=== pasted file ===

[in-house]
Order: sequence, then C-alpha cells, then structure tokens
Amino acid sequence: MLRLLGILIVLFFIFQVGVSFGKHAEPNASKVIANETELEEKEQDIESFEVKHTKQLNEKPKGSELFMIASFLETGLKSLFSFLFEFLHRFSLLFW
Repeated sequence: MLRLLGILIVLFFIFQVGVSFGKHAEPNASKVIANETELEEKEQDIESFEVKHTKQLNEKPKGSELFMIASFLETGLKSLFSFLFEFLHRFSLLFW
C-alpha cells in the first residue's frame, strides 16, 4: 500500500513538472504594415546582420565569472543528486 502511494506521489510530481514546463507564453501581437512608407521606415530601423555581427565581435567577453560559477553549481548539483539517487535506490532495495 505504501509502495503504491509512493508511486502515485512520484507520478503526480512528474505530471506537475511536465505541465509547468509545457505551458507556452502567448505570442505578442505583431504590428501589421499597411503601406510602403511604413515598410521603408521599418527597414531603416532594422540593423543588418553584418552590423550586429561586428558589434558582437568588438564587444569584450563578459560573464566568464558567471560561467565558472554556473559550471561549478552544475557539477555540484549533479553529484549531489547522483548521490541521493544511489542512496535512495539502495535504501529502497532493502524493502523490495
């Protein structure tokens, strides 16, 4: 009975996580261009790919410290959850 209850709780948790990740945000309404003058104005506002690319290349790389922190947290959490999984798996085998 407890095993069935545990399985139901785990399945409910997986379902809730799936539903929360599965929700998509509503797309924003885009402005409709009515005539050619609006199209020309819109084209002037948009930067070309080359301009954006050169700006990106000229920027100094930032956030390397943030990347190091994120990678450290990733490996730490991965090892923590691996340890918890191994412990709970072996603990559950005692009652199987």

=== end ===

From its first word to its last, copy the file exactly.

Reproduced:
[in-house]
Order: sequence, then C-alpha cells, then structure tokens
Amino acid sequence: MLRLLGILIVLFFIFQVGVSFGKHAEPNASKVIANETELEEKEQDIESFEVKHTKQLNEKPKGSELFMIASFLETGLKSLFSFLFEFLHRFSLLFW
Repeated sequence: MLRLLGILIVLFFIFQVGVSFGKHAEPNASKVIANETELEEKEQDIESFEVKHTKQLNEKPKGSELFMIASFLETGLKSLFSFLFEFLHRFSLLFW
C-alpha cells in the first residue's frame, strides 16, 4: 500500500513538472504594415546582420565569472543528486 502511494506521489510530481514546463507564453501581437512608407521606415530601423555581427565581435567577453560559477553549481548539483539517487535506490532495495 505504501509502495503504491509512493508511486502515485512520484507520478503526480512528474505530471506537475511536465505541465509547468509545457505551458507556452502567448505570442505578442505583431504590428501589421499597411503601406510602403511604413515598410521603408521599418527597414531603416532594422540593423543588418553584418552590423550586429561586428558589434558582437568588438564587444569584450563578459560573464566568464558567471560561467565558472554556473559550471561549478552544475557539477555540484549533479553529484549531489547522483548521490541521493544511489542512496535512495539502495535504501529502497532493502524493502523490495
């Protein structure tokens, strides 16, 4: 009975996580261009790919410290959850 209850709780948790990740945000309404003058104005506002690319290349790389922190947290959490999984798996085998 407890095993069935545990399985139901785990399945409910997986379902809730799936539903929360599965929700998509509503797309924003885009402005409709009515005539050619609006199209020309819109084209002037948009930067070309080359301009954006050169700006990106000229920027100094930032956030390397943030990347190091994120990678450290990733490996730490991965090892923590691996340890918890191994412990709970072996603990559950005692009652199987």